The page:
Over the last few years, the spotlight has been shone on flexible working more than ever before and, to a degree, forcing employers to be more generous in their offering of flexible working options.
Certain forms of flexible working have appeared much more obvious than others, the big one clearly being the ability to work from home. Largely influenced by the pandemic https://talenttoute.com/return-to-the-office/
But where are we now and where are we heading?
The Legal Bit
The current position is that all employees have the legal right to request flexible working, known as ‘making a statutory application’, provided they have worked for the same employer for at least 26 weeks. The employer must then deal with the request in a reasonable manner, for example by:
- Assessing the advantages and disadvantages of the request;
- Holding a meeting to discuss the request with the employee; and
- Offering an appeal process.
However, change is afoot on the statute book with the introduction of the Employment Relations (Flexible Working) Bill. Although it was brought about as a Private Members’ Bill by backbench Labour MP Yasmin Qureshi, the Bill has since received government backing and is more or less guaranteed to clear the Parliamentary hurdles to be enacted in law.
The change in law will reduce the qualifying period for an employee to make a flexible working request from 26 weeks to day one of employment.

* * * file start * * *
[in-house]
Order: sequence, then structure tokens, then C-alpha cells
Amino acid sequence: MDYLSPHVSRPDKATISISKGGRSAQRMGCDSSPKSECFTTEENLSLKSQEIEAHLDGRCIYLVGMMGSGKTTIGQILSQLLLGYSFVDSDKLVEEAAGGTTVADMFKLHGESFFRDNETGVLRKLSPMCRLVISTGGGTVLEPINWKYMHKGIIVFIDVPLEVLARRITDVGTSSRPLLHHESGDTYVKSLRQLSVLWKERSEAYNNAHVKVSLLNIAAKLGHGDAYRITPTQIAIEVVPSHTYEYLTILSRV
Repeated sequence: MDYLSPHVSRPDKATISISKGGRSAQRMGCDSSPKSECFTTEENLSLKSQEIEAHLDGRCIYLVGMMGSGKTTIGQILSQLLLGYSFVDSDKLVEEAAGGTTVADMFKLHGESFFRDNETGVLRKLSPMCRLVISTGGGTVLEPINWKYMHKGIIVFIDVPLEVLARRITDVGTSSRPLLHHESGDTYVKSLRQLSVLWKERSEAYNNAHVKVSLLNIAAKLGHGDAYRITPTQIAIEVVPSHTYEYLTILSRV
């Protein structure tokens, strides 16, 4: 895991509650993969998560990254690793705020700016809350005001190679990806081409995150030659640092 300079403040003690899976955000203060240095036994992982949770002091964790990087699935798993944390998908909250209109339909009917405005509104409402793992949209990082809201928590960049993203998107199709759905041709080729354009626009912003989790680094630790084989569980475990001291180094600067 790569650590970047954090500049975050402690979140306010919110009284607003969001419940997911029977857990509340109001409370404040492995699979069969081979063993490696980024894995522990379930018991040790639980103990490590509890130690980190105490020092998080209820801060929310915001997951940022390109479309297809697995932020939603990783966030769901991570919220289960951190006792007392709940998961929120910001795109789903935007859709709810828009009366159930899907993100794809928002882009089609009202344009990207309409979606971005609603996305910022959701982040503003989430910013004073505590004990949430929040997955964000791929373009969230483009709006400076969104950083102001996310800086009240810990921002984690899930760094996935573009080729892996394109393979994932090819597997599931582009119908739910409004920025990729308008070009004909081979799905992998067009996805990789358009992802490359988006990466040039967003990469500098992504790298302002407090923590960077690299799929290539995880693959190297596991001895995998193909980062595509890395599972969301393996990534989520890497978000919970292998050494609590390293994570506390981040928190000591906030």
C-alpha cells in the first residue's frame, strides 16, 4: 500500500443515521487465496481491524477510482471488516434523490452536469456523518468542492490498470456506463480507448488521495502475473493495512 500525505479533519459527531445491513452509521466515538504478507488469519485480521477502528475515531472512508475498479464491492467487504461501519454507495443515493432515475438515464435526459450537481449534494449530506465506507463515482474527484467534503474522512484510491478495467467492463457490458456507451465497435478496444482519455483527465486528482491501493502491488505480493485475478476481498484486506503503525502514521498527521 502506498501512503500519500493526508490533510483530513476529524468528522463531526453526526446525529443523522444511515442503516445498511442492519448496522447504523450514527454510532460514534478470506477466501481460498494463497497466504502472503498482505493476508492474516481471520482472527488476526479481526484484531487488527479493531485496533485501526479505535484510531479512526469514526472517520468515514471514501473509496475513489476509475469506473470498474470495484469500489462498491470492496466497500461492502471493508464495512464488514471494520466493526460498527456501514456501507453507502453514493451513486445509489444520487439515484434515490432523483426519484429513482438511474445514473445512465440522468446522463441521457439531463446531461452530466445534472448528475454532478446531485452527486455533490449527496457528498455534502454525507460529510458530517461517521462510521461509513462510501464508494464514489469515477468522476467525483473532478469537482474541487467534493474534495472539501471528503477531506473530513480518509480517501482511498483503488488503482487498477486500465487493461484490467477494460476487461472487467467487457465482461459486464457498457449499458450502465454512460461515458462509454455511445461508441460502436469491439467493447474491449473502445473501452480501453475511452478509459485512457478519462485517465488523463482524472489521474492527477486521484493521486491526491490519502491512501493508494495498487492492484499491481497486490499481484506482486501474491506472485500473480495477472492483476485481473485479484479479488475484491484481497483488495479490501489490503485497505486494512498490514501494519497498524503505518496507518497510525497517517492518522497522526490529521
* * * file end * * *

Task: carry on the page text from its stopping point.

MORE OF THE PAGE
We have, in recent years seen the introduction of what we would now view as staples of flexible working. These are discussed below alongside some newer policies that are starting to surface in the world of work.
Work From Home
When the work from home policy was introduced to the UK almost 3 years ago, it was thought that this would be the future of work. Its popularity is obvious – a policy that allows employees a better work-life balance by ensuring they are at home for the kids coming home from school, the ability to cook themselves a fresh lunch in their own kitchen rather than going round the corner from the office for a not so fresh meal deal, and, of course, avoiding the long commutes to and from the office every day.
However, 3 years on and this policy is not without its controversies. Many employers have amended their work from home policy as part of their staff handbooks to reflect a focus on hybrid work to encourage a return to the office. However, we have seen an increase in job seekers stating that they would turn down a job offer if it didn’t adopt a work from home policy in some form. On the flip side of the coin, since returning to the office, a number of employees say they have benefitted hugely and are enjoying being back in the workplace.
But, despite the controversies, most employers continue to offer the option to work from home and they too have reaped the benefits. Working from home has resulted in increased productivity amongst staff with the main reason being fewer distractions. There is also, more obviously, the reduced overheads as a number of employers are either looking to, or have already, reduced their office floor space.
The 4 Day Week